[JURIST] A federal judge for the US District Court for the District of Wyoming [official website] on Friday struck down a set of administrative rules advanced by the Obama administration last year that placed stricter limits on environmental impact requirements of oil and gas drilling operations. Judge Nancy Freudenthal ruled that administrative memos restricting categorical exemptions [US DOT backgrounder] to environmental impact restrictions under the Energy Policy Act of 2005 [text, PDF] represented an undue burden on energy companies by delaying drilling operations and adding to their cost. The Western Energy Alliance (WEA) [advocacy website] filed suit [complaint, PDF] against the US Bureau of Land Management (BLM) [official website], the National Forest Service (NFS) [official website] and Secretary of the Interior Ken Salazar [official biography] last October. The government argued unsuccessfully that the harms complained of were merely speculative, and Judge Freudenthal agreed with WEA's arguments that the rules were promulgated in violation of the Administrative Procedure Act [materials] and inconsistent with the plain language mandate of the 2005 Act.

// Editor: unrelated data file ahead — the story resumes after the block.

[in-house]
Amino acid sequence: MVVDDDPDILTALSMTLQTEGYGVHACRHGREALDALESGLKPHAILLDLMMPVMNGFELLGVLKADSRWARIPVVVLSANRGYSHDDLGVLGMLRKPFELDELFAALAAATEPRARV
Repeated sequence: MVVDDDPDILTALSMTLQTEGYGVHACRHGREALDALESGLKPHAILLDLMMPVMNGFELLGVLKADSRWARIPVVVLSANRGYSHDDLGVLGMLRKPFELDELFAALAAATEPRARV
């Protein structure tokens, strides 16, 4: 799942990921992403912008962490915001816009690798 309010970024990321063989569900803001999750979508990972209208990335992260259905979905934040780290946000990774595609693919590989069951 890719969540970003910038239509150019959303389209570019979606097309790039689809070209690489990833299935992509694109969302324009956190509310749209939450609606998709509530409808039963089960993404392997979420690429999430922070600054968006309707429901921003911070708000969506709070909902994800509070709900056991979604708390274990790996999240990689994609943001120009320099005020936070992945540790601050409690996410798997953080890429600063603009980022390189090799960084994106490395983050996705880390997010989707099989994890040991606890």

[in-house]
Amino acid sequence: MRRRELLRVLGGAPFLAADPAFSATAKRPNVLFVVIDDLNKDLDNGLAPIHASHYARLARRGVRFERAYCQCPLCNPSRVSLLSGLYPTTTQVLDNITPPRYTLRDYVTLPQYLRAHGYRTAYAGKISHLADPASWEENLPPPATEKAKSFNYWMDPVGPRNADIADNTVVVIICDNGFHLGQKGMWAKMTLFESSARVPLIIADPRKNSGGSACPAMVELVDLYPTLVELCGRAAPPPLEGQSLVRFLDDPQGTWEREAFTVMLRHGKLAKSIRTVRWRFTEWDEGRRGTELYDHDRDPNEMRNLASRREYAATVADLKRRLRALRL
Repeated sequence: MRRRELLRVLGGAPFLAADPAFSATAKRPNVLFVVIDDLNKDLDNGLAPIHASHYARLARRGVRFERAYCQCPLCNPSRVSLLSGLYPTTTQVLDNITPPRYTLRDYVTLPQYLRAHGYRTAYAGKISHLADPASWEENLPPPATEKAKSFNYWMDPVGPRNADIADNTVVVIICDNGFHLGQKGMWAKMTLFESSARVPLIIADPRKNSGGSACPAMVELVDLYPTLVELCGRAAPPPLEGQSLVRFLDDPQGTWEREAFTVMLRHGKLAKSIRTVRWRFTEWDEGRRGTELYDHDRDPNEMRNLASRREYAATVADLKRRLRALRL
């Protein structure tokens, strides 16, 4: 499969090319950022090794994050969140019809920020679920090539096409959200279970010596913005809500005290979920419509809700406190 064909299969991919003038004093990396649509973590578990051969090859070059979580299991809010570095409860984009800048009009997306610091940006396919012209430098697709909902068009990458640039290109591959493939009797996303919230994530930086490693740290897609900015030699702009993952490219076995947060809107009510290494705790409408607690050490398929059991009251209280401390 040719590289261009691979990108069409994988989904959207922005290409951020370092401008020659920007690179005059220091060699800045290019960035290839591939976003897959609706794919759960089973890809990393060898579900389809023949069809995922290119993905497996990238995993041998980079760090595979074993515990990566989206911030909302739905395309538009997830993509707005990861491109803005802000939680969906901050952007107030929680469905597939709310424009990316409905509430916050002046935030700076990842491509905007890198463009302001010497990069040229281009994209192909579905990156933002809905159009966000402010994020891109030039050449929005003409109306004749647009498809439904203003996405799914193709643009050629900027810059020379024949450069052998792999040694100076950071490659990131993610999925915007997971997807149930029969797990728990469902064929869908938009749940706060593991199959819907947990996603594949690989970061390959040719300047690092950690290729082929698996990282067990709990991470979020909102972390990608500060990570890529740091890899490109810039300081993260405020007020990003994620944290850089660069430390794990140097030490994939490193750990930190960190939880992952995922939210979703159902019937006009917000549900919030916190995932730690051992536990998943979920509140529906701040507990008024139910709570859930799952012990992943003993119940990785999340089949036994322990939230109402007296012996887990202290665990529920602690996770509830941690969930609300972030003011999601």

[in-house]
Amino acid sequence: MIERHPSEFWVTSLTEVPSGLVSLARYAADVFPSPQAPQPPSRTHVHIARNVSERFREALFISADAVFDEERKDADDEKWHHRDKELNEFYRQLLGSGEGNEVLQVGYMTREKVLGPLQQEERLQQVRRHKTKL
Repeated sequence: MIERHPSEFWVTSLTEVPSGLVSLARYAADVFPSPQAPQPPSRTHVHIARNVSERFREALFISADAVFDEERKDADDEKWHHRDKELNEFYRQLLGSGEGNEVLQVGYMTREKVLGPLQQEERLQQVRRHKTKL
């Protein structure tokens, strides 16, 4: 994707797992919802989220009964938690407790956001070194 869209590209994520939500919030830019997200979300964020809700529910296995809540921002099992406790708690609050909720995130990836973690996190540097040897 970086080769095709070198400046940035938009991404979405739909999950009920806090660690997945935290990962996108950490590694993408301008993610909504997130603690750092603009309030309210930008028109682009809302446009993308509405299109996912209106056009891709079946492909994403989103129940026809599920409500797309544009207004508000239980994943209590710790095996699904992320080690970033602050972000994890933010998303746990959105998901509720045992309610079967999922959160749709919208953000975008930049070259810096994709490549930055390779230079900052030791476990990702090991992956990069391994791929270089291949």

The BLM issued an administrative memorandum [text] in March 2010 restricting the scope of those exceptions, allowing exceptions under § 390 of the 2005 Act only where a site or operation is within close physical proximity to a previous one, where a site is subject to a National Environmental Policy Act (NEPA) [materials]-sanctioned land plan, and where the operator completes additional reporting requirements. The NFS followed suit with its own memo [text, PDF] to the same effect in June. The ruling removes the 2010 restrictions, reinstating the Bush administration-era regime of expedited oil and gas drilling provisions under which provides categorical exceptions for all oil and gas drilling operations on federal land where a minimal degree of environmental disturbance is expected or where wells are subsequently tapped after an impact survey was performed at the first drilling.